Broadband in Eugene, Oregon

Today is the first of hopefully many blogs that looks at stories about ISPs, municipalities and cooperatives who have built fiber networks. My goal is to highlight the wide range of different business plans that are being tackled to show that there are many different paths to success. Not all of these stories will be about CCG clients and today’s story is about Eugene, Oregon who is not a client. If you have an interesting business plan model I’d love to hear from you to be featured in a future blog.

The City of Eugene, Oregon identified a lack of big bandwidth as barrier to their economic success. The city has over 400 tech-related firms and many of them told the city that they did not have enough bandwidth to fully fulfill their potential. Neither the incumbents nor Google expressed interest in upgrading Eugene’s infrastructure and the city worried that they were going to be left behind.

As is often the case the project got started by the municipally owned electric and water utility, EWEB. The project quickly grew into a partnership that also involved the city, the Lane Council of Governments (LCOG), a regional planning and coordination organization) and the Technology Association of Oregon.

The project kicked off with a pilot project that brought fiber to five buildings in Eugene. This first effort was largely funded by the city and used the utility’s existing underground electrical conduit. LCOG contributed a local internet exchange location where carriers could easy interconnect. The utility pulled the fiber to buildings.

The operating business selected was to lease dark fiber to ISPs. A number of ISPs showed interest in using the fiber and from their competition the market price for gigabit speed has settled to an affordable $59 for residents in these buildings and $79 for businesses. The pilot project was deemed a success and in one of the first buildings connected the network grew from a 60% occupancy to 90%.

The consortium decided to move to the next stage and expand the network to about 120 other downtown buildings in the city. One major source of funding for that effort was to be a $1.9 million grant from the Economic Development Administration (EDA). But after a year and a half of trying that grant fell through and the consortium has regrouped and raised the money for the expansion from a mix of local funds, including funding from the downtown Urban Renewal district. This is money that was available to benefit the economically distressed downtown area and is now being pointed at fiber expansion.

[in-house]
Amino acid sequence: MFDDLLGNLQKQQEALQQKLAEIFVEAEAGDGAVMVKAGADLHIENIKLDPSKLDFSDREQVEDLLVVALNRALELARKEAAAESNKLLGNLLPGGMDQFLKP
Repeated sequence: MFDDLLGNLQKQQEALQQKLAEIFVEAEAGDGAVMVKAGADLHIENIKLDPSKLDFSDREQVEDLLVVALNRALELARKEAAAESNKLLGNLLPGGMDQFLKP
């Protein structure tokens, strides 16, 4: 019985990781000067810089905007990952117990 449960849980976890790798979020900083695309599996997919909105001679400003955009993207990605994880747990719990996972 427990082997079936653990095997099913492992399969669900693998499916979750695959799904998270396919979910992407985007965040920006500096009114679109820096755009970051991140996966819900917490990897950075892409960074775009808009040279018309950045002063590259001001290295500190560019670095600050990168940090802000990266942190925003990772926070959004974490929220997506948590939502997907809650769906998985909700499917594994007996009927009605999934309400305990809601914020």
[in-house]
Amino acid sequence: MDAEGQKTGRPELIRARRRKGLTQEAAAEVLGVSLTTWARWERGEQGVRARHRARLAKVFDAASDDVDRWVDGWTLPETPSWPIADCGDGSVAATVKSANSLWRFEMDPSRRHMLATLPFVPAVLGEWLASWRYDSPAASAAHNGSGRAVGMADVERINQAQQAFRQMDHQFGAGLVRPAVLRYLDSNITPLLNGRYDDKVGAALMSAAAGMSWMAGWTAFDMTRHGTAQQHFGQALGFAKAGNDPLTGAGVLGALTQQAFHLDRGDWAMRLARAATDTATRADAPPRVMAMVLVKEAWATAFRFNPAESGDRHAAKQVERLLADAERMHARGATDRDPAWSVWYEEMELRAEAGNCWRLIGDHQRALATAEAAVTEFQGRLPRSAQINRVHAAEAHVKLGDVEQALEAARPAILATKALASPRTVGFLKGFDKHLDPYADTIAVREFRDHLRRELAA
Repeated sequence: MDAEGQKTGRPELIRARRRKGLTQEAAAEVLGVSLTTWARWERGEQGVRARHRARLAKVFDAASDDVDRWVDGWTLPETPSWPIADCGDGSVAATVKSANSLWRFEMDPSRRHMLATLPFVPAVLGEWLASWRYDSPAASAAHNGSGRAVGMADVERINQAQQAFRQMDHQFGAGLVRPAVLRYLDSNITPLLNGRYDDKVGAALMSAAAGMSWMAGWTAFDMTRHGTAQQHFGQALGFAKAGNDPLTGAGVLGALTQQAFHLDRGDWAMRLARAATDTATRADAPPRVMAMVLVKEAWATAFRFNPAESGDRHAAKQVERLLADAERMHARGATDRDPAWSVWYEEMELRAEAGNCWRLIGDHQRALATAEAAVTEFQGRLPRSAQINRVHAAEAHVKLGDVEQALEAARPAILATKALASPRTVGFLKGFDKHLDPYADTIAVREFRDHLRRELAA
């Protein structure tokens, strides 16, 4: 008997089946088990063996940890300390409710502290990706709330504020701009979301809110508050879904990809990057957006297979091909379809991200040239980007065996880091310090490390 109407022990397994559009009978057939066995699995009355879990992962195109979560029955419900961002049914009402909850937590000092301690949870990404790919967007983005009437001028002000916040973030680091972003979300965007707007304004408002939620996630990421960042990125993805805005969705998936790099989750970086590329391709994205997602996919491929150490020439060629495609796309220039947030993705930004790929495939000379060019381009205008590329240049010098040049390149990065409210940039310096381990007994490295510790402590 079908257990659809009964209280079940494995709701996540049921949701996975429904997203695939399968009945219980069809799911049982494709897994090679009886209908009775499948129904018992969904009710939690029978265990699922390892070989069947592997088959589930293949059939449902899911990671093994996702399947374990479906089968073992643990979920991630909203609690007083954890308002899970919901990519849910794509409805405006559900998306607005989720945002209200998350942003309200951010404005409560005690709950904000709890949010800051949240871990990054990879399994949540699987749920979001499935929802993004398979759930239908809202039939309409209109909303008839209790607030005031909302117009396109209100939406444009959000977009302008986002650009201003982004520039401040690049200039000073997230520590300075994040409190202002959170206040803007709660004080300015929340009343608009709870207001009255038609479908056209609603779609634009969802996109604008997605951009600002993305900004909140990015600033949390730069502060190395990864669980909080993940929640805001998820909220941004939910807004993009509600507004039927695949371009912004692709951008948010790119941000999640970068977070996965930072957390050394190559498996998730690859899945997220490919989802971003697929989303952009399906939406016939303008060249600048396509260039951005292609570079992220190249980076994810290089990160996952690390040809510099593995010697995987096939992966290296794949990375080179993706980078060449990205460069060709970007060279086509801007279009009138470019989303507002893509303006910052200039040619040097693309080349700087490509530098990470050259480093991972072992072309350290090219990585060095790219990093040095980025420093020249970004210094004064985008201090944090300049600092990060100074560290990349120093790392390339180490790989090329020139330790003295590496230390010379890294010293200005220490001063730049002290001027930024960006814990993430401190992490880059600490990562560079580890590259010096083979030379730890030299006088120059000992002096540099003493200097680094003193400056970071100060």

Currently the project has connected to 30 buildings with plans to get to as many as 120 in the near future. The city asks for a $2,000 payment from a building owner to demonstrate interest and was pleasantly surprised when a low-tech downtown donut shop ponied up the deposit – demonstrating that companies of all types value fast broadband.

The benefits to the city from this venture are significant. With the dark fiber model, they expect the leases from the dark fiber to cover operating expenses. They had originally estimated that bringing fiber downtown would allow many tech companies to expand and they were hoping the fiber would bring 215 new jobs with average salaries of $74,000. The early successes show that they should easily surpass that goal, and the benefit to the city from more tech jobs is immense.

There are some interesting lessons that can be learned from this venture:

  • Without government intervention it seems unlikely that the many downtown buildings were going to get gigabit broadband. We always hear how the incumbent private sector will take care of broadband in business districts – but in Eugene it wasn’t happening.
  • The government involvement is bringing affordable gigabit broadband by creating competition between multiple ISPs selling services on the dark fibers. A single broadband provider would likely charge much higher prices.
  • An interesting lesson is how hard it is to get federal government funding. The consortium feels like they wasted almost two years by pursuing the EDA grant when it turns out that the project was never going to qualify. There are often hidden hurdles in federal funding that are impossible to overcome.
  • The city is seeing immediate economic development with new firms locating in the downtown and a number of existing tech companies now hiring – firms have been able to take on new projects due to the availability of broadband. Rather than spending a lot of effort to attract new businesses, sometimes the best economic development plan is to invest in basic infrastructure that supports businesses that are already in a community.
  • And finally, I think the city is discovering that once you solve broadband for part of the community that you create that same demand and expectation everywhere. The city regularly receives requests from the rest of the city to bring faster broadband, and my bet is that they won’t be finished with broadband expansion when this project is complete.

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